PRESIDENT'S MESSAGE
Thinking of SFU's 50th anniversary

October 05, 2006, volume 37, no. 3
By Michael Stevenson



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Now that the hard work and great success of SFU's 40th Anniversary celebrations are behind us, my mind turns to the 50th. I will be long departed from this office by then, but I think we would do well to think of what SFU should look like in 2015.

My vision of the university 10 years from now looks something like this:

SFU will have grown modestly from our current 25,000 students to about 30,000. Most of the growth will be in new programs at Surrey, in the faculty of health sciences, in new interdisciplinary programs on Burnaby Mountain and in professional and quasi-professional programs in Vancouver. Despite modest overall growth, graduate enrolment will have grown from the current 15 per cent to 30 per cent of total enrolment by 2015, reflecting a continuation of the exponential increase in research activity that has characterized the last decade. There will also be continued increases in international enrolment and Canada-wide attraction of SFU to undergraduate and graduate students.

The increase in research activity will be the consequence of a greater diversity of programs and of a proportionately larger faculty complement made possible by increased funding of research and graduate students in the sciences and social sciences, as well as in the health sciences and other areas of cutting-edge interdisciplinary research. The effect of increased faculty and graduate student complements will be to decrease the student-faculty ratio, and to increase the quality of undergraduate education.

Innovation and diversification of academic programming at SFU over the next decade should include:

  • greater coherence and concentration of programs related to environmental issues, with expanded activity relating to fisheries conservation and management; pest management; urban growth management; climate change and environmental economics.
  • expanded programs in the health sciences, including clinical programs in optometry, Asian medicine, occupational health and other areas that complement existing medical training in Canada and which mesh well with existing programs in public and population health, global health, mental health and chronic and infectious disease control.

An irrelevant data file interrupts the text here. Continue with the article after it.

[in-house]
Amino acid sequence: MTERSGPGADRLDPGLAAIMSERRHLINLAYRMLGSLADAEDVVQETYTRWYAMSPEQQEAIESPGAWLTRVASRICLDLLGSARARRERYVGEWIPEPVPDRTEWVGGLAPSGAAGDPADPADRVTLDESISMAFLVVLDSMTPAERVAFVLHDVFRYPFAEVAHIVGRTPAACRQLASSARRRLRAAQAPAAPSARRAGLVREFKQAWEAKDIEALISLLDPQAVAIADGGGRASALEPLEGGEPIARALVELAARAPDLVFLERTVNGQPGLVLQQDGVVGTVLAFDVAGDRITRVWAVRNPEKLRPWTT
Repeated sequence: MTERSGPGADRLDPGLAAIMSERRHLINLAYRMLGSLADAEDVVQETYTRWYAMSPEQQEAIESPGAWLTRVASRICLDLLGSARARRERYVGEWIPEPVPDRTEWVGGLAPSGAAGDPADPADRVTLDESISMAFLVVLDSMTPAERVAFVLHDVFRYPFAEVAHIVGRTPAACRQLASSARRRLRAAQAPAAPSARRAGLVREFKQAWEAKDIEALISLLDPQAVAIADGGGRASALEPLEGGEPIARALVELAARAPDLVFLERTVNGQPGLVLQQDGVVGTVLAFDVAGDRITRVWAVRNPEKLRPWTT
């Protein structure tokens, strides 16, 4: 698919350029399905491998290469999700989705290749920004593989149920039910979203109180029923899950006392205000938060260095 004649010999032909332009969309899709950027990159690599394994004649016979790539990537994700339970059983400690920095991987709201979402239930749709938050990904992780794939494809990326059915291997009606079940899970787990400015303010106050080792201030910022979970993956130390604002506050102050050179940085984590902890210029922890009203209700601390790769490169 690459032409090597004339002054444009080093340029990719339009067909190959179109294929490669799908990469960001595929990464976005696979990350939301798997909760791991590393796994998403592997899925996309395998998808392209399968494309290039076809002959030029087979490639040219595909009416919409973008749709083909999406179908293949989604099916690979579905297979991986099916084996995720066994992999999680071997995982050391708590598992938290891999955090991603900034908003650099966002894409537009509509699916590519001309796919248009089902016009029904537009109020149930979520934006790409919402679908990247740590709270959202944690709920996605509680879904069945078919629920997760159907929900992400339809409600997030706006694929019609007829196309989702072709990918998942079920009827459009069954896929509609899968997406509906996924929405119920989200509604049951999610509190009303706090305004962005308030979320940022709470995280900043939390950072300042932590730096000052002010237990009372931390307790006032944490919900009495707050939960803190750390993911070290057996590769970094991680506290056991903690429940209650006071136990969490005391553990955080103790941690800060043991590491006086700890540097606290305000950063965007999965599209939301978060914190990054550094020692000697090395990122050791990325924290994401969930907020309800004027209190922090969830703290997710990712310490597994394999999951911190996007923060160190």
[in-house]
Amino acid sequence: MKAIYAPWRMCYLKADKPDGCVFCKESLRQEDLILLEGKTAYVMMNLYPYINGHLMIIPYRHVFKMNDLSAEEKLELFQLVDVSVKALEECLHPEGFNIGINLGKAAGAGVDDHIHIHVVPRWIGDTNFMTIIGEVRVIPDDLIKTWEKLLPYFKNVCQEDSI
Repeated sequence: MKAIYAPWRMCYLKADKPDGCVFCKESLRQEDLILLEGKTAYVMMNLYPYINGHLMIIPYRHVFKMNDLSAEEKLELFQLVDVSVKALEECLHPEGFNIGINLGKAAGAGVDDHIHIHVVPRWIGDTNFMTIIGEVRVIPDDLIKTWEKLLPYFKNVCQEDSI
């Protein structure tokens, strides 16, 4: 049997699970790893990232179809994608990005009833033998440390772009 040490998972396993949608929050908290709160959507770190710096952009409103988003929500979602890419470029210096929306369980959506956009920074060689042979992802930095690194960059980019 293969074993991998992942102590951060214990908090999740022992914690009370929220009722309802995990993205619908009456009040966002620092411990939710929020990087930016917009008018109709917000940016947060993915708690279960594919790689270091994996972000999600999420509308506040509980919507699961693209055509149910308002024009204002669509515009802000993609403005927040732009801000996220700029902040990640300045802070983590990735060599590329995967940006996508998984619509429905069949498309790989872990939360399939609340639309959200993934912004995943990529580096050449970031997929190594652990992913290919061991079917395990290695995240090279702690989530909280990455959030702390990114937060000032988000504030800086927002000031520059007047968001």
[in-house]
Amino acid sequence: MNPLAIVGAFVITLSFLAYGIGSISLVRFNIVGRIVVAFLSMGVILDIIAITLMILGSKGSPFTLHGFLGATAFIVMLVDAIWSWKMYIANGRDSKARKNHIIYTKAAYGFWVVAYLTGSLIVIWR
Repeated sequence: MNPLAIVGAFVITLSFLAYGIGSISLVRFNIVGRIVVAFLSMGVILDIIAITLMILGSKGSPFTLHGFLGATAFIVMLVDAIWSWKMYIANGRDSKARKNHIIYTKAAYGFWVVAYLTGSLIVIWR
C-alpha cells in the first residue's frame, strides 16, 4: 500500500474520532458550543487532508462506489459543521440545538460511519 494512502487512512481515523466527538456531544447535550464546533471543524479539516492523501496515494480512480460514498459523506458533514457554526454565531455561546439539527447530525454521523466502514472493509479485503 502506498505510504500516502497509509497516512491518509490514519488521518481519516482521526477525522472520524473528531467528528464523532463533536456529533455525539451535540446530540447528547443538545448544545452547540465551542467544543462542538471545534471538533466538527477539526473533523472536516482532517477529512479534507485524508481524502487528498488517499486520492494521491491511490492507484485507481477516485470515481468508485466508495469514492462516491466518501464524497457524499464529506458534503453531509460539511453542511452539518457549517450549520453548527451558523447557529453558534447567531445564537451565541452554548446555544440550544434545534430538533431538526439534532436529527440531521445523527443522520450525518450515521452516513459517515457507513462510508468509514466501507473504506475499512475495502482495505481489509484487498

• greater consolidation and expansion of programs in communications, new media, interactive art and design and the contemporary fine arts;
  • a major Canadian presence in international and development studies;
  • an expanded presence in cognitive science and neuroscience, including medical imaging;
  • further diversification in applied sciences, including higher profile programs in mechatronics, biomedical engineering, sports medicine and rehabilitation;
  • an expanded presence in genomics and bioinformatics, drug design and discovery, and nanomedicine.
  • expanded activity in the humanties, with concentrations in areas like comparative literature, comparative religion, professional and environmental ethics, the history and philosophy of science, and other areas linked to the increasing internationalization and program diversification of the university

Because of the unique character of the new programs which shape the university's growth, the legacy of excellence and innovation in teaching and research established in already existing programs will be enhanced. As a result of the growth in research activity, the diversity of academic programs, and the greater proportion of graduates and out of province enrolment, SFU will rank among the leading research universities in North America.

At the same time, SFU will enhance its tradition as Canada's most distinctive campus and most vibrant academic community. This will result partly from the build out of residential housing on Burnaby Mountain, increasing the resident population in commercial housing, student residences and a graduate residential college from about 3,000 at present to something like 15,000.

The services and activity sustained by that size community will alone transform the feel of the mountain campus. Similarly positive energies will flow from the Surrey and Vancouver campuses each serving approximately 5,000 students. Each campus will be a destination address for the wider community interested in cultural events and festivals, theatre, film, dance, music and contemporary art installations. Recreational activity and support programs offered by SFU will fully realize the unique potential of our geographic location and SFU's athletic programs and competitions will draw regional and national attention in addition to much expanded support from the university community.

Is this dreaming? Perhaps. But if our collective vision acquires something like this focus, I have no doubt that 10 years from now SFU will continue to be the most exciting university in Canada.

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